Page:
OK so we need to get to Baku from Turkey but that's easy http://www.rome2rio.com/s/Istanbul/Baku there's a direct bus.

  • A wonderful set of links and advices. Thank you very much. A horrible conditions on a Baku-Aktau cargo ship doesn't sounds that bad, considering you're all prepared properly for what you get. However I'm surprised you've put out Turkmenistan and Tajikistan so easily. Tashkent and Dushanbe seems like important cities in the region, that needs some infrastructure and communication. Are you sure going through one those cities is a bad idea in terms of a prepared and modest traveller?
    – Jan Desta
    Commented Jan 24, 2016 at 2:24
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    Similar cargo ship to Turkmenbasi, train to Turkmenabat, chain of taxis to Bukhara across the border, on to China rome2rio.com/s/Bukhara/%C3%9Cr%C3%BCmqi and to India rome2rio.com/s/%C3%9Cr%C3%BCmqi/New-Delhi . Do read up on Turkmenistan and Uzbekistan .
    – user4188
    Commented Jan 24, 2016 at 5:18
  • technically a ship makes that this isn't an overland route :)
    – jwenting
    Commented Sep 16, 2019 at 3:50

So here's update 3 years later. I've did the trip in Oct-Dec 2017. So it was totally possible then, I believe it's still is now. In short: all went fine.

I've went through Turkey-Iran-Pakistan-India. I'm very glad I did it this way, as all countries and its people were fantastic and incredibly interesting, especially those least known and visited: Iran and Pakistan.

The biggest problem is getting through pakistani Balochistan province from Zahedan/Mirjave (you might have problem getting sleep in Zahedan as well). There is no public transportation from the Irani Border to Quetta. You cannot get a bus as a tourist, as it poses a risk for other local passengers (Taliban lurks nearby), but it's still possible with levies. The militia levies (lightly militarised police) escort you with crude trucks and pickups, station by station, up to Quetta through desert. They are all very nice, but the transport conditions are harsh and slow. Trip from the border to Quetta lasts 2 days (no shopping, strict escort with police, sleeping in selected hotels or police station is the only option). And then in Quetta you still have escort which makes simple things difficult, like going to shop, buying a train ticket, etc. You cannot leave Quetta by bus either (too much risk, bus drivers won't let you in), you have to get a train. We (me and other traveller I've met in Zahedan, as some people go through here from time to time) didn't get any problems though with security and locals were incredibly friendly, curious & helpful. Once you leave Baluchistan the escort is off and you're free to roam Pakistan. However if you go north toward Karakorum and Hunza valley, you again find escort "for your protection". Pakistani government however wish to rather let you in with enhanced protection, than not to let you in at all. And this is really great, because once you get in there, you can throw away your funny stereotypes to trash and meet wonderful and curious Pakistani people (perhaps most friendly ppl I've met anywhere).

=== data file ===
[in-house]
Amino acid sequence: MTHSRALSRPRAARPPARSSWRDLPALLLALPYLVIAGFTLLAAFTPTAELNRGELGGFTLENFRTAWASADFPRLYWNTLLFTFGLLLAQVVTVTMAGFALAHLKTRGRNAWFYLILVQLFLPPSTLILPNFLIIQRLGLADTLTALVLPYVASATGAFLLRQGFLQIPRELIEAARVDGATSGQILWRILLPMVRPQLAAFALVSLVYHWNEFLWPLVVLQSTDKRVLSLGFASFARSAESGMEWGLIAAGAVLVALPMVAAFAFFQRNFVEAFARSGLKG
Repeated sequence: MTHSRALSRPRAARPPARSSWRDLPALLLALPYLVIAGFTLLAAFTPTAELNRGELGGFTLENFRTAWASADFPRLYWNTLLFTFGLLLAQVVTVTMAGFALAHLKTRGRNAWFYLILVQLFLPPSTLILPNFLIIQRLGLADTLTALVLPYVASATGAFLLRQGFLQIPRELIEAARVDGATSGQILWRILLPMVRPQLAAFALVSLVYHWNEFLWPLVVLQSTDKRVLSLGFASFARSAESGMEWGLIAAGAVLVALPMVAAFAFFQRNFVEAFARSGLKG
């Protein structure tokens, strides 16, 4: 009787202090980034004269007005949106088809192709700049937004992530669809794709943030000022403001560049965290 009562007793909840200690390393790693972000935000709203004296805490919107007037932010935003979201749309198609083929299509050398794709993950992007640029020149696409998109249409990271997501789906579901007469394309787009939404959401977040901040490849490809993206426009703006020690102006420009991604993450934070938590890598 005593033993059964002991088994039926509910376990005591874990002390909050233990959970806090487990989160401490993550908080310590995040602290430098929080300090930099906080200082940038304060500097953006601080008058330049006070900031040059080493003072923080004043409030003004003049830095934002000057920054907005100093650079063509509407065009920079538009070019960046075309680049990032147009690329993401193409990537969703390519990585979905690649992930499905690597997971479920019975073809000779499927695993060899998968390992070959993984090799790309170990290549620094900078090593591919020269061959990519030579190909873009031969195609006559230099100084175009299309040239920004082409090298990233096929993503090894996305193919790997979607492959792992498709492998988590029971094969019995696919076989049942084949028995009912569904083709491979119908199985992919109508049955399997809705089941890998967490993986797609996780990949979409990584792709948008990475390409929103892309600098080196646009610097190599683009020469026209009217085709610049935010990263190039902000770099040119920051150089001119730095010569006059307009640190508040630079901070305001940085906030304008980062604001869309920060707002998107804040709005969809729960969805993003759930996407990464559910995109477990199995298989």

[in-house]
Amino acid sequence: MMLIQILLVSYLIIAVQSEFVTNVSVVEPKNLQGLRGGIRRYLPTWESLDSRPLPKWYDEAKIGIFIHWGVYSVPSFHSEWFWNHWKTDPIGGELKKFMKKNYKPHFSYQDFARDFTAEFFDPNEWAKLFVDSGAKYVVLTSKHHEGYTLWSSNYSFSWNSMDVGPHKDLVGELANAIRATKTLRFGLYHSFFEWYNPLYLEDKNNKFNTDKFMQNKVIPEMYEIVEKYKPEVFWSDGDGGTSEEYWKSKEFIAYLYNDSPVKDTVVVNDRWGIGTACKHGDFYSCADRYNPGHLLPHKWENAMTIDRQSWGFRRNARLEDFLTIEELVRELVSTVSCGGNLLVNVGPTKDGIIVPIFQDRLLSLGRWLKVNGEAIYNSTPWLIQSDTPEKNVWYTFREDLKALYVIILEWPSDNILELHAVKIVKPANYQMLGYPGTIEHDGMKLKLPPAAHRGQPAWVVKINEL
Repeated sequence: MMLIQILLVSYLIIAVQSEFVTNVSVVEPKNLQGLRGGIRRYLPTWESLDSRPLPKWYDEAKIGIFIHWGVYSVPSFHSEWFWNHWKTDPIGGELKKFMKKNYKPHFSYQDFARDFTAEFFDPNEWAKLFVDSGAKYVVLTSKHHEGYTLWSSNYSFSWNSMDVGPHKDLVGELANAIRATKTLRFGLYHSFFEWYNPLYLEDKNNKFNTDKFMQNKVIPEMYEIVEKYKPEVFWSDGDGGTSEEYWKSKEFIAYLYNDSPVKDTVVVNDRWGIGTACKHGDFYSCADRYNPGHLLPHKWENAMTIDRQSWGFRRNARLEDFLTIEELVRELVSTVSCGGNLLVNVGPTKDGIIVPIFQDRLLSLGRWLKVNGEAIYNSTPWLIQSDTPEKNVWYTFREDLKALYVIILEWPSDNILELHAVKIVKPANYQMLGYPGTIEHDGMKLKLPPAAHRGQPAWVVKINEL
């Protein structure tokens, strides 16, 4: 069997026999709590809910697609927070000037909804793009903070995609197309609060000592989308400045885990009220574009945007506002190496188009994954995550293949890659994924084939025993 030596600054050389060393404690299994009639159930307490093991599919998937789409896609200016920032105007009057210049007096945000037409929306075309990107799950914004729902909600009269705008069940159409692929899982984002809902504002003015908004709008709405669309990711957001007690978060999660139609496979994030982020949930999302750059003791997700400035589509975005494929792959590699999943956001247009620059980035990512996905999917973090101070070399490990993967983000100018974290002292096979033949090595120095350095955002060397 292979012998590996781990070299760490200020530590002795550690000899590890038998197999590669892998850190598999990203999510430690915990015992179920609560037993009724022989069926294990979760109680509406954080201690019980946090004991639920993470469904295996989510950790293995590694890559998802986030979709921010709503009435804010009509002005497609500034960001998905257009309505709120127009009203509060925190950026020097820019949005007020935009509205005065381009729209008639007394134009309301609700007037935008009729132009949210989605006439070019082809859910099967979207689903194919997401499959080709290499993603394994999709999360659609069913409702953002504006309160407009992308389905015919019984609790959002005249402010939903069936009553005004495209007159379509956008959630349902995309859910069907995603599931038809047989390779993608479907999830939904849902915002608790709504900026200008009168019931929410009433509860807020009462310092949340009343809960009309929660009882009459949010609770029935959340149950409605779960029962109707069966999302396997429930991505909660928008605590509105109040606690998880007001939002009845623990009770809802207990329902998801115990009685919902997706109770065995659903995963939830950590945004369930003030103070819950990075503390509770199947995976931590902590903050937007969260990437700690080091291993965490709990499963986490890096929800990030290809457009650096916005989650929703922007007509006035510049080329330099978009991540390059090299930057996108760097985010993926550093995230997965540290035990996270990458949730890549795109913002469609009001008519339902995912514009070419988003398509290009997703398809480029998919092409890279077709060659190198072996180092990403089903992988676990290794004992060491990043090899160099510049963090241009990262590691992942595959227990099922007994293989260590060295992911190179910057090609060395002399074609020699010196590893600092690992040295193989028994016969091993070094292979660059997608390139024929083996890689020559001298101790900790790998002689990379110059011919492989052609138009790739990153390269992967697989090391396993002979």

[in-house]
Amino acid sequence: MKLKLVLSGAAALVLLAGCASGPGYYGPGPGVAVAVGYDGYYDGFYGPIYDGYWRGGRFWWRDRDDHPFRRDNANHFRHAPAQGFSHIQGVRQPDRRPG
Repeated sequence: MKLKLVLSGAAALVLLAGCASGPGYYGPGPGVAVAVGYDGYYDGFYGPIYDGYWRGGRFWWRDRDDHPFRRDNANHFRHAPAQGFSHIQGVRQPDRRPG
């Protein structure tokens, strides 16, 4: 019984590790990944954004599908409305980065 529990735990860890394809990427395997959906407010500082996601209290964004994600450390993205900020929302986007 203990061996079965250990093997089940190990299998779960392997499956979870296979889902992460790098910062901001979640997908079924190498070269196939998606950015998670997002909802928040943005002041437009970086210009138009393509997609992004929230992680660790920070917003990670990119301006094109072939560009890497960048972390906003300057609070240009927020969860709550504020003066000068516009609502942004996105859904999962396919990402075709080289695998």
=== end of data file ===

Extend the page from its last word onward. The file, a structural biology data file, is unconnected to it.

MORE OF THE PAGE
Besides edgy Balochistan I was able to get a bus/train everywhere in Turkey and Iran. Turkish-Irani border near Dogubayazit were also a littly edgy and pushy (long line, many people, no tourists at all), but ok. The border taxis on Irani side were also rough, but once you're get through them – Iran and its people are amazing.

You can check more details on my blog: dzikie-banany.blogspot.com (if you can't read polish, just google-translate-it). There's also a map there of my whole trip (it was world wide).

Basically what you're doing here is a modern silk road with you as a export commodity from West to East. A suberb thing to do, if you ask me.

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    Thanks for your update! We too rarely see people come back (especially after this long) to post an update.
    – user4188
    Commented Apr 5, 2019 at 6:29